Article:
Because of its characteristics, SQL makes a great tool for representing data on the inside of services. These strengths are inextricably linked to the bounded nature in both space and time of SQL, which make it fantastic for representing data on the "inside". Unlike XML, SQL has strong querying capabilities. SQL's makes comparisons between almost anything within the bounds of the database. Because of SQL's bounded nature, however, it is incapable of the strengths of XML in the "outside". SQL does not offer independent definition of schema as it depends heavily on a centralized and tightly coupled DDL.
Neither model has encapsulation capabilities. In XML, encapsulation is impossible because of its open schema. Encapsulation is also unachievable and not enforced by SQL since data changes only by UPDATE DML. Unlike XML and SQL, objects and components thrive on encapsulation. By its very nature, encapsulation prevents the arbitrary comparison of any data since the data is not visible. Therefore, it is impossible to perform queries. Extensibility and independent definition are also impossible in this model since encapsulation implies that the schema is concealed.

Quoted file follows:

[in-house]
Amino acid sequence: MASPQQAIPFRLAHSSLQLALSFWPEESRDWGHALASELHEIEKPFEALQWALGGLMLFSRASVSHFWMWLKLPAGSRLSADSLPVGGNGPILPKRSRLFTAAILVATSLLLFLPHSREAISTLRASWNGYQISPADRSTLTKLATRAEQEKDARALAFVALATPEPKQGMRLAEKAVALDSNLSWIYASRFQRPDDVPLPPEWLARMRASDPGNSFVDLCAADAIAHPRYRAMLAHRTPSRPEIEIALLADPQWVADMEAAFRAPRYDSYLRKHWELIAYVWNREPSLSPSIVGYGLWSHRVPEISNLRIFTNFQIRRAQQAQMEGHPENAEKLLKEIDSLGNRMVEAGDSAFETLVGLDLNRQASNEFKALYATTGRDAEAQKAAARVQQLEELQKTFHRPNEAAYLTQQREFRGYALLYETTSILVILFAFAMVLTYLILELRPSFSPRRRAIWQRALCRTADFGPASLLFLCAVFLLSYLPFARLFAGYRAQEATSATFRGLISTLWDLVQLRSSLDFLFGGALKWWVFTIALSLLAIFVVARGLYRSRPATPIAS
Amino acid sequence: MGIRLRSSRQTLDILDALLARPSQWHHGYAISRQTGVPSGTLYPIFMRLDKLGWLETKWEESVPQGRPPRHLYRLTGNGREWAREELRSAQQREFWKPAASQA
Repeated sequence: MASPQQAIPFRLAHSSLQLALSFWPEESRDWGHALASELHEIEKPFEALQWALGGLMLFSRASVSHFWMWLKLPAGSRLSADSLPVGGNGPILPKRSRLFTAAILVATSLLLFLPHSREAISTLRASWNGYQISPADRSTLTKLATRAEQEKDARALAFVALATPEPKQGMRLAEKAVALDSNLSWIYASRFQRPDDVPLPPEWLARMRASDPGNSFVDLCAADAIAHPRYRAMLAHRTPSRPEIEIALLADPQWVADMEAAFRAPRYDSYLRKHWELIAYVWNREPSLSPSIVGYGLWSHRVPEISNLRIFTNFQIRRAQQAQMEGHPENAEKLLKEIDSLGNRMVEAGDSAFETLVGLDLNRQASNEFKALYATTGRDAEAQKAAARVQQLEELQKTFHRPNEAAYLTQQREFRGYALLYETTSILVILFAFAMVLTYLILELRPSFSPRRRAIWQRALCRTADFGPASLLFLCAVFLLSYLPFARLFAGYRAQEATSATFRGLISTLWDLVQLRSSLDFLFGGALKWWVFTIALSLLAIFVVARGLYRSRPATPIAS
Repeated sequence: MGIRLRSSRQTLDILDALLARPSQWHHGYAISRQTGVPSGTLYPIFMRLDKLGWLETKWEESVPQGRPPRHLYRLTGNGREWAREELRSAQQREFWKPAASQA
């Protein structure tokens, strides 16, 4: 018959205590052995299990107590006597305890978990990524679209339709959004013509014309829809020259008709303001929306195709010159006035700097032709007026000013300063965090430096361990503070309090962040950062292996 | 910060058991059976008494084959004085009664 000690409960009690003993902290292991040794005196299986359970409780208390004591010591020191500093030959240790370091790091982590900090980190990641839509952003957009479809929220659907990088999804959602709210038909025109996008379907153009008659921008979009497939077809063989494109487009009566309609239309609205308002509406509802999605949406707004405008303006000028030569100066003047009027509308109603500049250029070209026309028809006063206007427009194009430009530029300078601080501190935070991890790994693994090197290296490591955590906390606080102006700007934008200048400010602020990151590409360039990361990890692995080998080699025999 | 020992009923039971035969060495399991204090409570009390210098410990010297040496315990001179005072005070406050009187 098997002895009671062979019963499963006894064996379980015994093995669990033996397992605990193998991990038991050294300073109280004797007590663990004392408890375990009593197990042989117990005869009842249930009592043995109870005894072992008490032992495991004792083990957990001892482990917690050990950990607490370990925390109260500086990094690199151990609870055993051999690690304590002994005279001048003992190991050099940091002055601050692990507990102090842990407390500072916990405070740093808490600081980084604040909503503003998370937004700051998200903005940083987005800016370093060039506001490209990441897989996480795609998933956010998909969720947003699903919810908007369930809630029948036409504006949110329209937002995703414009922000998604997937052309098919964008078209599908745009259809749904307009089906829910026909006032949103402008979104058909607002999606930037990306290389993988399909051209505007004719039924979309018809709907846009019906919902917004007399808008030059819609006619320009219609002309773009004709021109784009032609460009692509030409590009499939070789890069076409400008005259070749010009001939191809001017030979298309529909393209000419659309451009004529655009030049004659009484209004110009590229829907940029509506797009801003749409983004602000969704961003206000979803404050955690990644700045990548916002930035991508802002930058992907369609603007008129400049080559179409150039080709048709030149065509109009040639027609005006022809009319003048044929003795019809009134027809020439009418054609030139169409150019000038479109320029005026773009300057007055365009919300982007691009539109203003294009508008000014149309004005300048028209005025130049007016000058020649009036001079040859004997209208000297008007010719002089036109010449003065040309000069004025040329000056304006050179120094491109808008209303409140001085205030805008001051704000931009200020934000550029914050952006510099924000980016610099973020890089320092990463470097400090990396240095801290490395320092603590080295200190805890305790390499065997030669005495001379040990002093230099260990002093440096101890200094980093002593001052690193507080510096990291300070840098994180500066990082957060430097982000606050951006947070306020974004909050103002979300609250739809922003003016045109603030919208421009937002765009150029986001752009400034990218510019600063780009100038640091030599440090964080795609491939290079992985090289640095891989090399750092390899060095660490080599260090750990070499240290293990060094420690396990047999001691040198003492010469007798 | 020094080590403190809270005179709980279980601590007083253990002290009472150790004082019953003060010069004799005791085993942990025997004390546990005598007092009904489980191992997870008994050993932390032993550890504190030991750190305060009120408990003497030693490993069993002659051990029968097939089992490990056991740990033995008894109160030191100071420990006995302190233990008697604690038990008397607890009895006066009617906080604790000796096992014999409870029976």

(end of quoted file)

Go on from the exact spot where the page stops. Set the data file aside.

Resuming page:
In summary, XML thrives in the world of communicating requests, responses, and reference data between services. It provides all of the functionality, scalability and granularity required by messages. In term of storing data, SQL database is a leader offering many outstanding benefits like storing incoming and outgoing messages. Its capabilities are further bolstered when utilized for audits, compliance, or business intelligence. When building a service, objects are recommended because encapsulation facilitates the construction of software.